We live in a time where people are increasingly unwilling to take on debt. They are thinking twice about their expenses, economizing when possible, and doing their best to pay down their debt.
It should hardly come as a surprise that more and more people are questioning the value of higher education. Perhaps your child's life will be enhanced by going to an Ivy League school, but with a price tag of around a quarter million dollars, you are likely to think long and hard before committing to the expense.
Yesterday, Sue Schellenbarger wrote in the Wall Street Journal about parents who had chosen not to spend money to send their children to graduate school. Instead, they had decided to take the money and buy their children a start-up businesses. Link here.
It should not surprise anyone that these young people are having a difficult time learning about how to run a real business. Some of them must feel that they have been thrown in the deep end of the pool before they know how to swim.
Their college experience taught them about ideas, but not about experience. Their work experience has turned it around, which may be the best thing for them.
Strikingly, these affluent parents are choosing not to invest in increased education for their children. Said parents seem to believe that real-world experience will do their children more good than will another stay in the halls of academe.
In part, this strategy reflects the increasing difficulty young people are having getting jobs. But, it must also count as a vote of no confidence in our educational system.
As I started researching this post I came across more and more evidence that our universities, especially those that are supposed to be the best, are doing a bad job preparing students for the real world.
Foundation president Robert Atkinson interviews and hires people from the best and the brightest universities. In an article he wrote for the Huffington Post a few weeks ago he explained how surprised he was to find English majors who did not know how to write and philosophy majors who did not know how to think. Link here.
In his words: "One applicant, a recent Princeton grad, submitted a test that was full of spelling and grammar mistakes. Didn't they teach 'spell check' at Princeton? A Boston University grad couldn't accurately complete a simple excel spreadsheet."
Today Michael Schrage argues a similar point in the Harvard Business Review. Link here.
In his words: "Knowledge may be power, but 'knowledge from college' is neither predictor nor guarantor of success. Growing numbers of informed observers increasingly describe a higher education 'bubble' that makes a college and/or university education a subprime investment for far too many attendees."
Schrage differentiates between having raw, abstract, theoretical knowledge and possessing the skills required to apply that knowledge to a problem.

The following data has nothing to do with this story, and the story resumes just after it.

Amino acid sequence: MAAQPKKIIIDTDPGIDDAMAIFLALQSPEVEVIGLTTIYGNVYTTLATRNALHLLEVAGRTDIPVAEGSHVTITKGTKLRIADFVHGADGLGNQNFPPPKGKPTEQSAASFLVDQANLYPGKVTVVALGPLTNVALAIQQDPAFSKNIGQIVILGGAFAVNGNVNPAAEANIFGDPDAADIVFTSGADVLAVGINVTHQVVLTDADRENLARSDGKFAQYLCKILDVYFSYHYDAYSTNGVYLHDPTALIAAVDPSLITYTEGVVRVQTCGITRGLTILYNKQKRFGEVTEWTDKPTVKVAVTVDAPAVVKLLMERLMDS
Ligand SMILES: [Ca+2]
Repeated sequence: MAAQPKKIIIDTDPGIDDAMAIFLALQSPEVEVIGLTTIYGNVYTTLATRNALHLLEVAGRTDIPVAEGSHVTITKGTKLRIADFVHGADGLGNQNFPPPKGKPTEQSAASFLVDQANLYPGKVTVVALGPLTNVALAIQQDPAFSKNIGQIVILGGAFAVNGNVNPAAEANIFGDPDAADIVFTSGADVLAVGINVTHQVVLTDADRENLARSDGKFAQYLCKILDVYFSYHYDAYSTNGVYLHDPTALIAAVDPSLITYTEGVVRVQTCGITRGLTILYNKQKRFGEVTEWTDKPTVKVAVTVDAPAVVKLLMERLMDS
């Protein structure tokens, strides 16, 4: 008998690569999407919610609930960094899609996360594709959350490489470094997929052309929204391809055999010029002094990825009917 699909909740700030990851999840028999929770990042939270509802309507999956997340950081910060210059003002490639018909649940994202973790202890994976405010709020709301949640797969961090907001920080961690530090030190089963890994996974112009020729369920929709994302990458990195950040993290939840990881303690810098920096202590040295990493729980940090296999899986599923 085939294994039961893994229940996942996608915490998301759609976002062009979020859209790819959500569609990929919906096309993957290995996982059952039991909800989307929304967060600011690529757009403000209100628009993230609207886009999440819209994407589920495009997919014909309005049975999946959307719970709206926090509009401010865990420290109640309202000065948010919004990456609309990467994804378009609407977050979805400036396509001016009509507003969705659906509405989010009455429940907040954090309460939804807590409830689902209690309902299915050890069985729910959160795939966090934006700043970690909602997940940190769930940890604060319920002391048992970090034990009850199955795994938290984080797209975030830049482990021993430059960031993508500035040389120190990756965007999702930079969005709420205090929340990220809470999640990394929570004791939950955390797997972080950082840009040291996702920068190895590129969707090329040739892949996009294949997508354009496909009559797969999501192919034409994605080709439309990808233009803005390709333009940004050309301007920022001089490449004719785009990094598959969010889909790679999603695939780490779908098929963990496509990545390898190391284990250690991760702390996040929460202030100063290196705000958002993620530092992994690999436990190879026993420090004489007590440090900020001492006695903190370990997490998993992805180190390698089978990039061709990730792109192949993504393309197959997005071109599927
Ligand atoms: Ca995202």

He even sees the defect in students who are studying the most rigorous disciplines: "I know doctoral candidates in statistics and operations research who find adapting their superb technical expertise to messy, real-world problem solving extraordinarily difficult. Their great knowledge does not confer great skill."
How did things get to this point? Perhaps our institutions of higher education been taken over by people who gaze on the great Ideas, but who have no concern with teaching students how to implement those Ideas in the real world.
To me this feels like a newer version of the old mind/body problem, the one created by Descartes. If you follow Descartes and go off in search of a pure mind, abstracted from all real experience, then you will never be able to find your way back into the real world?
The best example of this thorny, and not immediately self-evident problem is an old New Yorker cartoon where a man from the city gets lost while driving through the country. He stops and asks a local farmer for directions. The farmer replies: "Come to think of it, you can't get there from here."
In another way the difference between theory and practical skills recalls the great philosophical debate over which comes first, mind or experience, which is a debate between Platonic and Aristotelian philosophies.
Should education begin and end with endless lucubrations over abstract theoretic concepts. To the exclusion of concerns about experience and practical skills? Or should it begin with an analysis of practical problems, how to analyze them, how to solve them, and what it might mean once we do?
Students who begin and end with theory tend to be lost when faced with real world problems. While theory is no substitute for experience, you can develop theories based on your practical experience.
But you cannot develop theories from experience unless you know that theory is there to serve experience, and not vice versa.